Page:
This story was originally published in Tenth to the Fraser
Jesse Cahill doesn’t think he’s “weird enough” to be mentioned in the same breath as David Byrne.
But the New Westminster drummer and the Talking Heads’ frontman known for his herky-jerky dancing and shock of white hair share a similar passion for bicycles.
Byrne expresses his love for two-wheeled transport in prose; he authored a book about his experiences riding his folding commuter bike between gigs around the world. Cahill uses a medium-format film camera to photograph bikes he’s encountered while traveling through Europe, Asia, and the Americas with his rockabilly band, Cousin Harley. In June, an exhibition of eight of his photos will be on display at the New Westminster Public Library in conjunction with Bike Month.
Cahill, 40, says he’s been commuting by bicycle for as long as he can remember; to school as a kid, to McGill University where he studied music, to his job in Downtown Vancouver where he teaches at the VSO School of Music.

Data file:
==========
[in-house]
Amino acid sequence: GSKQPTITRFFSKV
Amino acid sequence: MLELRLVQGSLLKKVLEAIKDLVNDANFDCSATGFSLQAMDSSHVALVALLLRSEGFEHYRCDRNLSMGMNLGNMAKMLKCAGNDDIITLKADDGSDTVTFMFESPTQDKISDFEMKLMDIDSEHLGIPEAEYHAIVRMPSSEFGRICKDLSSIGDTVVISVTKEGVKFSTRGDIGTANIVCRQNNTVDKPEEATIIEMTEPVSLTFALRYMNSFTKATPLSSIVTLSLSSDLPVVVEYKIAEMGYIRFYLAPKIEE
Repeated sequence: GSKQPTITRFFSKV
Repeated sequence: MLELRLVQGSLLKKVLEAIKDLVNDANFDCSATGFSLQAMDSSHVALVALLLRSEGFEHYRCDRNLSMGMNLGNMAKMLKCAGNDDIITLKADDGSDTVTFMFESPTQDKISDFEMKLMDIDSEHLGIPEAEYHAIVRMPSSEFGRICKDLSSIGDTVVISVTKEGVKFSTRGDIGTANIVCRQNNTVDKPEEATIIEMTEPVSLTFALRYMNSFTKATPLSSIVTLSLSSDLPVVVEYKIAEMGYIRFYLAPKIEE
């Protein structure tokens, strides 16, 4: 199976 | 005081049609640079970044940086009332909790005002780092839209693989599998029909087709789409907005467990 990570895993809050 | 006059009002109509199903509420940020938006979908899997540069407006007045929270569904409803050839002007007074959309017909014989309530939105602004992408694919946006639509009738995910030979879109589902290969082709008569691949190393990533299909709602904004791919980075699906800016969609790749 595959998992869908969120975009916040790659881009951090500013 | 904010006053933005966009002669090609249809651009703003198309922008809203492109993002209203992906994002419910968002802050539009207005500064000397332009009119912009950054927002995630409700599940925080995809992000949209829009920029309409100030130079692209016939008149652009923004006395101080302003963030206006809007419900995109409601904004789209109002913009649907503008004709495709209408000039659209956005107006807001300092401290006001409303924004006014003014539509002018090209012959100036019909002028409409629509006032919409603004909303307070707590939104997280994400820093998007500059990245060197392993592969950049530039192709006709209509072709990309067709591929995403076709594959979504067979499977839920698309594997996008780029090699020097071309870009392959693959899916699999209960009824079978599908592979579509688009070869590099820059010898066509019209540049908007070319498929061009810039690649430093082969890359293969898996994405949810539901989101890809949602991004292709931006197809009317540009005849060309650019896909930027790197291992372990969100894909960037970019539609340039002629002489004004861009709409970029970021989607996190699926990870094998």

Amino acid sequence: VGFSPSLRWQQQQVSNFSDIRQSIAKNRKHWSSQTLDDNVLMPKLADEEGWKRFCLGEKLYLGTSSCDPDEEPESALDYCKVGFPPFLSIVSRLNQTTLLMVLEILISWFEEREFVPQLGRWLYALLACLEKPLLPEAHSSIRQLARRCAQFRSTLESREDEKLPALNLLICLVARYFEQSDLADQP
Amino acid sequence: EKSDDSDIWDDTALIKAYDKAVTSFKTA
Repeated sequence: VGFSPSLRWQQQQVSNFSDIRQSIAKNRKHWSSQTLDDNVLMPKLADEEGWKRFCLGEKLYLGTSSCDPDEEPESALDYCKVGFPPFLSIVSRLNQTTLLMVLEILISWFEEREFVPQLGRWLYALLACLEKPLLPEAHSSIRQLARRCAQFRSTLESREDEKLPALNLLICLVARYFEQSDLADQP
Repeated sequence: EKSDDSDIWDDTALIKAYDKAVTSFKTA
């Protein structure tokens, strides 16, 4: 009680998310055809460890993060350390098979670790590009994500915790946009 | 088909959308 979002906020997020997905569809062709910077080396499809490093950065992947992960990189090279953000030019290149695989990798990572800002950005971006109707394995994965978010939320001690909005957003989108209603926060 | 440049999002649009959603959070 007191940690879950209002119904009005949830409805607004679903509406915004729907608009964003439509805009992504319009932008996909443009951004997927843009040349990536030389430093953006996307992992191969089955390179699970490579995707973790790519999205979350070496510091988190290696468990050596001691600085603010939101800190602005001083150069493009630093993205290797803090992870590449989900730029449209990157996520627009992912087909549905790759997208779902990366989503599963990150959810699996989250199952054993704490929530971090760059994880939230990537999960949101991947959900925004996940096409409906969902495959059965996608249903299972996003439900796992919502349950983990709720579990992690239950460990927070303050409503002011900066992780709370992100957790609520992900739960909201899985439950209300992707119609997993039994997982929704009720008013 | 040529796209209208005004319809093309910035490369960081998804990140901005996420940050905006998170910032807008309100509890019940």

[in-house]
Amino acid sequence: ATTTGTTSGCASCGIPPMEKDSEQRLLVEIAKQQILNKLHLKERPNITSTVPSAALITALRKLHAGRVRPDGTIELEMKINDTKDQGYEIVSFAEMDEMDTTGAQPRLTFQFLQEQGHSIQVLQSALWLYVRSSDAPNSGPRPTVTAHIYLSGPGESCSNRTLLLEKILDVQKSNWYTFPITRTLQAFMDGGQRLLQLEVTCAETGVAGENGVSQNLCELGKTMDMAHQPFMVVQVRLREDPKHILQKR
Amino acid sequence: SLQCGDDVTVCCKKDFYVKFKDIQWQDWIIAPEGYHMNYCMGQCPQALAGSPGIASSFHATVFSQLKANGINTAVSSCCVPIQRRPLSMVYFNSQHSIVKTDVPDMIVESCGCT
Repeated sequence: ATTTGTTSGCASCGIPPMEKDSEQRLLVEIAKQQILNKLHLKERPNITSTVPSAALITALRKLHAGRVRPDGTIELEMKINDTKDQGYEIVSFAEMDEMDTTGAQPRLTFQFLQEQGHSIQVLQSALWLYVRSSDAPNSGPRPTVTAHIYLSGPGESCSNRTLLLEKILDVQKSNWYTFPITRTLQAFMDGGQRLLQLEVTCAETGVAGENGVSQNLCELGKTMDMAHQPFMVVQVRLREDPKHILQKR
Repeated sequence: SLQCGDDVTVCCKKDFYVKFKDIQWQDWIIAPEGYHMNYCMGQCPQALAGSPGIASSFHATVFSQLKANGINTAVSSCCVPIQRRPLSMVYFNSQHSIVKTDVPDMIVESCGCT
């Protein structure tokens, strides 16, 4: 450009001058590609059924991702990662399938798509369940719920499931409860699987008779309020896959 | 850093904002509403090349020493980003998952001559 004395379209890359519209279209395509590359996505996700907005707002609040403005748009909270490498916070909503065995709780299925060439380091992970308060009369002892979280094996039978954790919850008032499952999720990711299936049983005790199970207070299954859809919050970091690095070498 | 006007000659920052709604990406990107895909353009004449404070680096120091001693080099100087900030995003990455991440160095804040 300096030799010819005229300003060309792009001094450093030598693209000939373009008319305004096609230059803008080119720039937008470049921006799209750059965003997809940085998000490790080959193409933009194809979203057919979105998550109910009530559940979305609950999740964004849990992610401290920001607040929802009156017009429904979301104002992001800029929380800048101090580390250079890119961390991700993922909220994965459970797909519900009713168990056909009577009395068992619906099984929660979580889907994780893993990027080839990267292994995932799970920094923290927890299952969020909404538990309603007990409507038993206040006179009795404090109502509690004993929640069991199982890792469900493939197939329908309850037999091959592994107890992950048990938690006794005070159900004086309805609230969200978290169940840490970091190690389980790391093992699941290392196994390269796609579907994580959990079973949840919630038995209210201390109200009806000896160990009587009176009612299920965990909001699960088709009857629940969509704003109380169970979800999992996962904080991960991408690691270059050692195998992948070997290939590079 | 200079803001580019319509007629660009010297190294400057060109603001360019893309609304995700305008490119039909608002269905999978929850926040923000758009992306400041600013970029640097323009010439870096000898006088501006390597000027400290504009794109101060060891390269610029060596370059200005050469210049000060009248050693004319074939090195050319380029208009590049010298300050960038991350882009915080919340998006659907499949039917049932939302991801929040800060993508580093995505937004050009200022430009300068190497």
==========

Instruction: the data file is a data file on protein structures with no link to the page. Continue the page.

He never really considered his bike as more than a cheap way to get around until he started photographing other bikes he saw during road trips with his band. In places like Belgium and the Netherlands, where the bike is essential transportation, he regarded bicycles as the solution for moving lots of people in a small space.
“Everybody has one,” says Cahill. “They’re utilitarian and egalitarian.”
They can also be stylish, with flourishes to their form that give them a timeless quality and bely their function to convey people or parcels or often both.
“They have a certain style to them,” says Cahill. “When it’s all over, there will be nothing left but cockroaches and old steel bikes.”
Cahill’s bike photography became a serious project a few years ago. He sets aside time at every stop while on tour to seek out distinctive or unique bikes leaning against walls, locked to trees, chained to fences. He tries to photograph them in isolation, standing apart from the hustle and bustle of a car-centric world.
“I want people to consider the possibilities of cycling,” says Cahill, who often builds narratives in his head about the owners of the bikes he photographs but rarely encounters them. “It can be transformative. It can be an escape. You can ride for the pure joy of it. You can be yourself.”
Cahill’s exhibition of bike photographs, Escape Plan, is on display in the upstairs gallery at the New Westminster Public Library through the month of June.